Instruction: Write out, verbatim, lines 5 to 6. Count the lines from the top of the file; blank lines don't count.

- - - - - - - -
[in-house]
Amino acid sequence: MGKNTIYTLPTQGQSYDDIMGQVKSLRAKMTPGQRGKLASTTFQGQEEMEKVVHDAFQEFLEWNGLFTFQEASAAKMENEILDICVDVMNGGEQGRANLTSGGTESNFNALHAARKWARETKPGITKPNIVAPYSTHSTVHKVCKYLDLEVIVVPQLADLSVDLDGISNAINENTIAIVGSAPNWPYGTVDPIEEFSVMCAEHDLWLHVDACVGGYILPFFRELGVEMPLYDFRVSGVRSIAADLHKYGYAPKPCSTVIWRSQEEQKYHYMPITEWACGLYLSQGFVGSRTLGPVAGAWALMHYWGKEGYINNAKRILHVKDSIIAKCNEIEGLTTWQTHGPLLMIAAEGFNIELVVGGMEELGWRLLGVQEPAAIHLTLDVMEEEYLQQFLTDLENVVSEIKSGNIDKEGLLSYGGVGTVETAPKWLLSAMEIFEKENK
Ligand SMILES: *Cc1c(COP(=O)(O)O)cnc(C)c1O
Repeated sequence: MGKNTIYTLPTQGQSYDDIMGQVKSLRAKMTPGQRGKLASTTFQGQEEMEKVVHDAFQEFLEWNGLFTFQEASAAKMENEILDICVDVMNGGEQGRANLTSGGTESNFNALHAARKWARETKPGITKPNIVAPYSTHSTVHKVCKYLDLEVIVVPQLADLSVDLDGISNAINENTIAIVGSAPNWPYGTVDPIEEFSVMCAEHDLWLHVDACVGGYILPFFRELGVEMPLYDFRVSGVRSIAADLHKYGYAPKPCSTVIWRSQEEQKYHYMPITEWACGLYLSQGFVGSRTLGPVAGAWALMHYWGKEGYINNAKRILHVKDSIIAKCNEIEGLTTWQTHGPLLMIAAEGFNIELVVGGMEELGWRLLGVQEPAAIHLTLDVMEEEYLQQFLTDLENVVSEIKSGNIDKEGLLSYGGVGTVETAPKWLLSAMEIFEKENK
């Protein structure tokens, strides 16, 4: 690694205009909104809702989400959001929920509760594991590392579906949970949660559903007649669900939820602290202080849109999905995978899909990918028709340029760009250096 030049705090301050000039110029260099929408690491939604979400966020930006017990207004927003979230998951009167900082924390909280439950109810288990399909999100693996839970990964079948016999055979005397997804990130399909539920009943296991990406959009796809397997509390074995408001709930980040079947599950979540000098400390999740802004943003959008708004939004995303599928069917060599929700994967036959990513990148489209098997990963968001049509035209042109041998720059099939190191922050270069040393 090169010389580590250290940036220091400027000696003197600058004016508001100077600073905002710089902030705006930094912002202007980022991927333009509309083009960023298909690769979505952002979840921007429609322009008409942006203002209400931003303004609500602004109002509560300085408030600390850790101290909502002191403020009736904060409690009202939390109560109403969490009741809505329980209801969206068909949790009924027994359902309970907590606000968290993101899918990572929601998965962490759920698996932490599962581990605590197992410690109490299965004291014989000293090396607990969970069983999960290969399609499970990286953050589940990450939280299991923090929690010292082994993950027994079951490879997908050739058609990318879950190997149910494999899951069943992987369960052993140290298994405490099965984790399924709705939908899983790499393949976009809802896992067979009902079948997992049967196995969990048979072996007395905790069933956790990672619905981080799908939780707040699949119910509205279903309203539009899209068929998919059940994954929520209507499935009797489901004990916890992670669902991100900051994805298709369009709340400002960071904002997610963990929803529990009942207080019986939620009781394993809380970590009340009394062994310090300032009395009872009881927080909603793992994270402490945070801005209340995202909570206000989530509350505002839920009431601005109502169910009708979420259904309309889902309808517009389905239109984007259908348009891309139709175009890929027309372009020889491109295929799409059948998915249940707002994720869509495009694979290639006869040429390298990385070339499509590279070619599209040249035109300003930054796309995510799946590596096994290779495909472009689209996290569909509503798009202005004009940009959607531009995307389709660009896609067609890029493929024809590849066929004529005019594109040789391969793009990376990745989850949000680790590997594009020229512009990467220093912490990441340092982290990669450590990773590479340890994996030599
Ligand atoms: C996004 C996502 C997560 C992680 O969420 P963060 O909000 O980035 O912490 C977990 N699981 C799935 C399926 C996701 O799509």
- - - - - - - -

């Protein structure tokens, strides 16, 4: 690694205009909104809702989400959001929920509760594991590392579906949970949660559903007649669900939820602290202080849109999905995978899909990918028709340029760009250096 030049705090301050000039110029260099929408690491939604979400966020930006017990207004927003979230998951009167900082924390909280439950109810288990399909999100693996839970990964079948016999055979005397997804990130399909539920009943296991990406959009796809397997509390074995408001709930980040079947599950979540000098400390999740802004943003959008708004939004995303599928069917060599929700994967036959990513990148489209098997990963968001049509035209042109041998720059099939190191922050270069040393 090169010389580590250290940036220091400027000696003197600058004016508001100077600073905002710089902030705006930094912002202007980022991927333009509309083009960023298909690769979505952002979840921007429609322009008409942006203002209400931003303004609500602004109002509560300085408030600390850790101290909502002191403020009736904060409690009202939390109560109403969490009741809505329980209801969206068909949790009924027994359902309970907590606000968290993101899918990572929601998965962490759920698996932490599962581990605590197992410690109490299965004291014989000293090396607990969970069983999960290969399609499970990286953050589940990450939280299991923090929690010292082994993950027994079951490879997908050739058609990318879950190997149910494999899951069943992987369960052993140290298994405490099965984790399924709705939908899983790499393949976009809802896992067979009902079948997992049967196995969990048979072996007395905790069933956790990672619905981080799908939780707040699949119910509205279903309203539009899209068929998919059940994954929520209507499935009797489901004990916890992670669902991100900051994805298709369009709340400002960071904002997610963990929803529990009942207080019986939620009781394993809380970590009340009394062994310090300032009395009872009881927080909603793992994270402490945070801005209340995202909570206000989530509350505002839920009431601005109502169910009708979420259904309309889902309808517009389905239109984007259908348009891309139709175009890929027309372009020889491109295929799409059948998915249940707002994720869509495009694979290639006869040429390298990385070339499509590279070619599209040249035109300003930054796309995510799946590596096994290779495909472009689209996290569909509503798009202005004009940009959607531009995307389709660009896609067609890029493929024809590849066929004529005019594109040789391969793009990376990745989850949000680790590997594009020229512009990467220093912490990441340092982290990669450590990773590479340890994996030599
Ligand atoms: C996004 C996502 C997560 C992680 O969420 P963060 O909000 O980035 O912490 C977990 N699981 C799935 C399926 C996701 O799509």